In history, feathering and tarring was a method used by mobs to punish or humiliate criminals or persons believed to have done something wrong in the community in some way. As the event is mostly recognized as being a punishment handed down in colonial times, the history of feathering and tarring stretches back all the way to the crusades and possibly further.
According to the King Richard’s degree, if any soldier was found stealing from his fellow soldiers, he was supposed to be shaved and then coated in boiling pitch before having a “cushion of feathers” poured over his head. The criminal would then be left stranded in whichever country they happened to anchor next while the explicit wording used by King Richard suggested that the punishment was not meant to be serious or fatal.
It is not at all difficult to see how pouring hot pitch over someone could prove deadly. The most common injuries from feathering and tarring itself were indeed burns and blisters. After the criminal was then thoroughly humiliated, perhaps by parading him around the town in a nude or semi-nude state. The person also used to find it very difficult to get the tar and feathers off the body without potentially losing a little skin in the process.
As feathering and tarring was a punishment that was often handed down by angry mobs, persons who were subjected to the punishment were sometimes severely beaten. For example, in 1832, Sidney Rigdon, a Mormon Minister and his friend were almost killed when a mob went their home and dragged them in the dead of night; severely beat them while trying to force-feed them acid before feathering and tarring. The mob left both of them for dead. Surprisingly, both men somehow survived the horrifying ordeal. Unfortunately, Smith’s baby, who was left exposed to the elements during the whole horrifying event, was not able to survive.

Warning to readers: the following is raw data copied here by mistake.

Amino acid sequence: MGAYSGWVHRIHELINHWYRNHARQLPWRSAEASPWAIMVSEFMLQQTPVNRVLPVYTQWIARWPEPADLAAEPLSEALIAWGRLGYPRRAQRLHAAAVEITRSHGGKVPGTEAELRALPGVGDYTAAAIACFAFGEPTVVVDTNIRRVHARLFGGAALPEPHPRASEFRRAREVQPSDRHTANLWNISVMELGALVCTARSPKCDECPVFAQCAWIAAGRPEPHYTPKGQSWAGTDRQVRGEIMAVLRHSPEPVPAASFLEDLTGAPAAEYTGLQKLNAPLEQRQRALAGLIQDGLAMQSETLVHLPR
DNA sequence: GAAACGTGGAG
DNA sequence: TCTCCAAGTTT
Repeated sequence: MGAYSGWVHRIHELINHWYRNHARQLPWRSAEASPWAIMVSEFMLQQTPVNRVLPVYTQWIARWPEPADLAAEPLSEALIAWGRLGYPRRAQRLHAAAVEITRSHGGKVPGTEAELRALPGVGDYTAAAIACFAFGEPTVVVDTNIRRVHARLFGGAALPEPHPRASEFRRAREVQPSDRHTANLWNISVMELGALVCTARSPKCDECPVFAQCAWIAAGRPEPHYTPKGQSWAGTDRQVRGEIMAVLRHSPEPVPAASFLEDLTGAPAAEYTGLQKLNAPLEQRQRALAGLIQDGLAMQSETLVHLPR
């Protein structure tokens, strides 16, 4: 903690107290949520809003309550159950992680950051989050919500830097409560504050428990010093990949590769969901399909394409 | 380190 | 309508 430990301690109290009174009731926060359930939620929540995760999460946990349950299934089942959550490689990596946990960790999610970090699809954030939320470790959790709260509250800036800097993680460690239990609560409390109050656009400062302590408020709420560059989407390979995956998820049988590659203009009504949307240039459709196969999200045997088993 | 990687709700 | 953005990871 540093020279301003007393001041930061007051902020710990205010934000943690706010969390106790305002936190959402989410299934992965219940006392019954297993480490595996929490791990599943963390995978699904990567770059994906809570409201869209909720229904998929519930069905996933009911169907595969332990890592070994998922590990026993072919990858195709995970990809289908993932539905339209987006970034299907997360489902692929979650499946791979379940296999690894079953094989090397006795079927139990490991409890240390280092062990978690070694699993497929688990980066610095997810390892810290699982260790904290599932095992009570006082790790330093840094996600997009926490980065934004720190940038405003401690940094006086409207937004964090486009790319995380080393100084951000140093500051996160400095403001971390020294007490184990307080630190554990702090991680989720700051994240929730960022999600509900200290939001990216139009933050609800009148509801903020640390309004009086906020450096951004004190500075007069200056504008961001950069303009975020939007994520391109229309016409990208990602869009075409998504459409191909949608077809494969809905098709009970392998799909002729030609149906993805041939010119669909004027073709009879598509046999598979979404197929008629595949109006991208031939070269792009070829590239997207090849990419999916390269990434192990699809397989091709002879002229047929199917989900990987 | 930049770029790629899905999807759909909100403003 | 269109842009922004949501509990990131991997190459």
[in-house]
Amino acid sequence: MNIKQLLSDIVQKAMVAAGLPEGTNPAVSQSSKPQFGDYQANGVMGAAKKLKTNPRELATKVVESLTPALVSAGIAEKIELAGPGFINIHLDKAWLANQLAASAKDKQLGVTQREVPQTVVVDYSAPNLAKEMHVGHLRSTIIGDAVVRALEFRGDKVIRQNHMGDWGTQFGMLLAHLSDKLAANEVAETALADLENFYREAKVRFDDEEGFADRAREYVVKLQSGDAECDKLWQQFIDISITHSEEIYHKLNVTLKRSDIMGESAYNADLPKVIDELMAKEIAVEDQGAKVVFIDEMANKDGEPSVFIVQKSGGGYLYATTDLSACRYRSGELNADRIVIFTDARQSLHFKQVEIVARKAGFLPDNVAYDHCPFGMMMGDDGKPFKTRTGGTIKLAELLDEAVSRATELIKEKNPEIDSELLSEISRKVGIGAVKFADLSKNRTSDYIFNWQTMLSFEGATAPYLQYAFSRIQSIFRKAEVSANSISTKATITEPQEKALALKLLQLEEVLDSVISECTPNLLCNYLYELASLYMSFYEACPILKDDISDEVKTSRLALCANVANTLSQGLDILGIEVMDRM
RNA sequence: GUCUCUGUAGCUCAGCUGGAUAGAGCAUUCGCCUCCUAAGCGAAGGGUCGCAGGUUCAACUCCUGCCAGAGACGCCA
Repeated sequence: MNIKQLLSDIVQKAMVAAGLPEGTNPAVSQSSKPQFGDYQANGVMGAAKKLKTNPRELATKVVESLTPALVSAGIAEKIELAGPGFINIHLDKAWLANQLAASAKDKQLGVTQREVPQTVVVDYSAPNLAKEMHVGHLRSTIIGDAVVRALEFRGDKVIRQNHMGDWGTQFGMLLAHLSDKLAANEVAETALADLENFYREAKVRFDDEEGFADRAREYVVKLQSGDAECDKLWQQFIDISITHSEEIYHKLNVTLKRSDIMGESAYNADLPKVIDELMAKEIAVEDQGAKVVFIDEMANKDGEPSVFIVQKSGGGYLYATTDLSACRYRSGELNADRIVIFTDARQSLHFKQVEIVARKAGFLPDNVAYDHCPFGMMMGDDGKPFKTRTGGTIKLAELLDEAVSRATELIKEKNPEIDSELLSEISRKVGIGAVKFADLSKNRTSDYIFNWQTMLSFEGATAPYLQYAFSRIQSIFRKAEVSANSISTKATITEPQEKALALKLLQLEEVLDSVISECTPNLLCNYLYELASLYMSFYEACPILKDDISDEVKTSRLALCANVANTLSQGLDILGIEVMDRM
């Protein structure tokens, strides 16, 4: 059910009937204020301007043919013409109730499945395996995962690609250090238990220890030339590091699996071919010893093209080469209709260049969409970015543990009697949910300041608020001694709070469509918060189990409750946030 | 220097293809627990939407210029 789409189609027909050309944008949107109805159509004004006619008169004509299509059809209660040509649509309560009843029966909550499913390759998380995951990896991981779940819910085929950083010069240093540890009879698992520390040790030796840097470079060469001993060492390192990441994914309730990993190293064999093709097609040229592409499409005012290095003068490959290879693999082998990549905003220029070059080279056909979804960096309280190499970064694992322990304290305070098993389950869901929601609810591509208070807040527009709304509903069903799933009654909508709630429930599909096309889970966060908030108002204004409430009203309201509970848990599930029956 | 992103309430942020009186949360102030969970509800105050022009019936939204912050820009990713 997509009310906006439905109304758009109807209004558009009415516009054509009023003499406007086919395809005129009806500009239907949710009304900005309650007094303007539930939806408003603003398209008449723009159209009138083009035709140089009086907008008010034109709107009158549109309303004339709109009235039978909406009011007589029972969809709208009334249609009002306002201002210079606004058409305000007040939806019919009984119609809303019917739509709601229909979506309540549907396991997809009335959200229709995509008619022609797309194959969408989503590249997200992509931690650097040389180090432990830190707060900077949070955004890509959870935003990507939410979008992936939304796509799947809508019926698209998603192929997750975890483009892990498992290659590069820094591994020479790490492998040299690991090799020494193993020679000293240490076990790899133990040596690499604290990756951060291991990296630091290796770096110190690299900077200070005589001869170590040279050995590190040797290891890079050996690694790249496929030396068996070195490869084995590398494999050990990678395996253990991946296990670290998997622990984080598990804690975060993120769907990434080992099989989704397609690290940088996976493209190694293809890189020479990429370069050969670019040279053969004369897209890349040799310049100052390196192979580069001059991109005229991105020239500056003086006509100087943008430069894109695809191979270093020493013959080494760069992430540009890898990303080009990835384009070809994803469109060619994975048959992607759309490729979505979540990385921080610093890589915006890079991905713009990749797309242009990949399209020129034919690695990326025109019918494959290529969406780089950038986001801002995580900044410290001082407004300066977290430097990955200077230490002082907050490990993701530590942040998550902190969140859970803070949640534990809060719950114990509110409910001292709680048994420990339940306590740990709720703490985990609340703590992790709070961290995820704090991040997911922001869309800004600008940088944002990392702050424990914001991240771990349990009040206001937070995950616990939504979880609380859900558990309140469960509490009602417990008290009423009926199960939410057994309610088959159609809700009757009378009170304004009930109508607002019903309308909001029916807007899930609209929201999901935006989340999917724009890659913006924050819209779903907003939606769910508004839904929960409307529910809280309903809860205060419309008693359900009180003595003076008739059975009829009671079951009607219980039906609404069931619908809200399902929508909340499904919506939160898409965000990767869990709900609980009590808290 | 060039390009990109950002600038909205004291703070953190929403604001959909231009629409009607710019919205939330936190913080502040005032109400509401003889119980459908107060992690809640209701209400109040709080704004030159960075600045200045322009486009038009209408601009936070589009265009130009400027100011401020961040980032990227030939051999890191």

How did people survive the ordeal?
In most cases, feathering and tarring was simply meant to humiliate the person in question, not kill them. As such, pine tar was most commonly used, which has a very low melting point, typically around 140 degrees Fahrenheit. This temperature was certainly hot enough to cause enough pain and discomfort to the person.
So if the motive was to cause pain and death, boiling pitch or coal tar could be used along with severe beatings. But given the survival rate, it would appear this was rare what those administering the tar and feathers were going for. If the mob really wanted to kill the person, they had more convenient and less elaborate methods for that, like hanging.